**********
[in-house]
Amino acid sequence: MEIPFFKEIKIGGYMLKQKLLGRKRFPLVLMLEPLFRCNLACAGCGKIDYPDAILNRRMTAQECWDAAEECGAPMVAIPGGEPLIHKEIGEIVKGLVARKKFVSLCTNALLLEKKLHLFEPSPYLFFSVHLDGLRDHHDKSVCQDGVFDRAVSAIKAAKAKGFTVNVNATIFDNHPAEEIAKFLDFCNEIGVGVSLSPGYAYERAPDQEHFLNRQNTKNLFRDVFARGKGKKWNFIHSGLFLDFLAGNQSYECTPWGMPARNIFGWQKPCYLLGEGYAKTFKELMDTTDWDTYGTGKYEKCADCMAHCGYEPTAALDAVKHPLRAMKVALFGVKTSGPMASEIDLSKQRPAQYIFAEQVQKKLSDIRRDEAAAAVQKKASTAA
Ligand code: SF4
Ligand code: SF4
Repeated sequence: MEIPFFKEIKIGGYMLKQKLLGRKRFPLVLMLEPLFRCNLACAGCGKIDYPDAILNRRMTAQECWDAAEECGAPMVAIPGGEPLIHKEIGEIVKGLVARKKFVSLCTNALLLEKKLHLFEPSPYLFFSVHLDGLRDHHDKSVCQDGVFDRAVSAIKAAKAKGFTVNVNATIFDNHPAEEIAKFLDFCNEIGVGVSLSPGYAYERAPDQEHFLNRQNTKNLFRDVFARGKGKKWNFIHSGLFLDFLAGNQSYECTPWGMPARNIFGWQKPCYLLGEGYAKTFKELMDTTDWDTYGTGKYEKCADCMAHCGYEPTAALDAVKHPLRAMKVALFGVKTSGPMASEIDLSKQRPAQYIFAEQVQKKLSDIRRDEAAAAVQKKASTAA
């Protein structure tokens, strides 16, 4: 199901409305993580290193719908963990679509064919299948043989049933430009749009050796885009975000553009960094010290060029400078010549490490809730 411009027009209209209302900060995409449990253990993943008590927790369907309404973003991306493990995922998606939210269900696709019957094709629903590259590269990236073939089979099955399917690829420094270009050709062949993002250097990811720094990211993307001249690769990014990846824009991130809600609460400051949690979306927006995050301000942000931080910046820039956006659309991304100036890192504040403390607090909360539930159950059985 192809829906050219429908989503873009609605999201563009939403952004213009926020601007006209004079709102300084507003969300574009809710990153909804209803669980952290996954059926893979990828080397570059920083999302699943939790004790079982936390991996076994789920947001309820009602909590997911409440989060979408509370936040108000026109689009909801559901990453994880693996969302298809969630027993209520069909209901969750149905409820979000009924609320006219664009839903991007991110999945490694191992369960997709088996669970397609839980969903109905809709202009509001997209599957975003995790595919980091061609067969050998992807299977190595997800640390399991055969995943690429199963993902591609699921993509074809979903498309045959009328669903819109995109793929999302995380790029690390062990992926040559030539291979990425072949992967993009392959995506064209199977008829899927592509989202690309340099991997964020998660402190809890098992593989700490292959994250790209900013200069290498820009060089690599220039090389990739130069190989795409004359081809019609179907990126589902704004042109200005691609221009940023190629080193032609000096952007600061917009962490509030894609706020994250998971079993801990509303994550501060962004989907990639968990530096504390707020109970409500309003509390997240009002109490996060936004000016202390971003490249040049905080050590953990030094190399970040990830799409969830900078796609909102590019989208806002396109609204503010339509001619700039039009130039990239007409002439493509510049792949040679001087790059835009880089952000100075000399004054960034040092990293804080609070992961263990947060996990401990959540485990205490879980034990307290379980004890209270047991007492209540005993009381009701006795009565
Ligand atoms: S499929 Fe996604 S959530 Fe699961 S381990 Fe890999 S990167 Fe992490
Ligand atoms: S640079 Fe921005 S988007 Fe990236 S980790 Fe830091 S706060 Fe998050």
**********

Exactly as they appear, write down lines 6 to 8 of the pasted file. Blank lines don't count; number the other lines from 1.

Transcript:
């Protein structure tokens, strides 16, 4: 199901409305993580290193719908963990679509064919299948043989049933430009749009050796885009975000553009960094010290060029400078010549490490809730 411009027009209209209302900060995409449990253990993943008590927790369907309404973003991306493990995922998606939210269900696709019957094709629903590259590269990236073939089979099955399917690829420094270009050709062949993002250097990811720094990211993307001249690769990014990846824009991130809600609460400051949690979306927006995050301000942000931080910046820039956006659309991304100036890192504040403390607090909360539930159950059985 192809829906050219429908989503873009609605999201563009939403952004213009926020601007006209004079709102300084507003969300574009809710990153909804209803669980952290996954059926893979990828080397570059920083999302699943939790004790079982936390991996076994789920947001309820009602909590997911409440989060979408509370936040108000026109689009909801559901990453994880693996969302298809969630027993209520069909209901969750149905409820979000009924609320006219664009839903991007991110999945490694191992369960997709088996669970397609839980969903109905809709202009509001997209599957975003995790595919980091061609067969050998992807299977190595997800640390399991055969995943690429199963993902591609699921993509074809979903498309045959009328669903819109995109793929999302995380790029690390062990992926040559030539291979990425072949992967993009392959995506064209199977008829899927592509989202690309340099991997964020998660402190809890098992593989700490292959994250790209900013200069290498820009060089690599220039090389990739130069190989795409004359081809019609179907990126589902704004042109200005691609221009940023190629080193032609000096952007600061917009962490509030894609706020994250998971079993801990509303994550501060962004989907990639968990530096504390707020109970409500309003509390997240009002109490996060936004000016202390971003490249040049905080050590953990030094190399970040990830799409969830900078796609909102590019989208806002396109609204503010339509001619700039039009130039990239007409002439493509510049792949040679001087790059835009880089952000100075000399004054960034040092990293804080609070992961263990947060996990401990959540485990205490879980034990307290379980004890209270047991007492209540005993009381009701006795009565
Ligand atoms: S499929 Fe996604 S959530 Fe699961 S381990 Fe890999 S990167 Fe992490
Ligand atoms: S640079 Fe921005 S988007 Fe990236 S980790 Fe830091 S706060 Fe998050």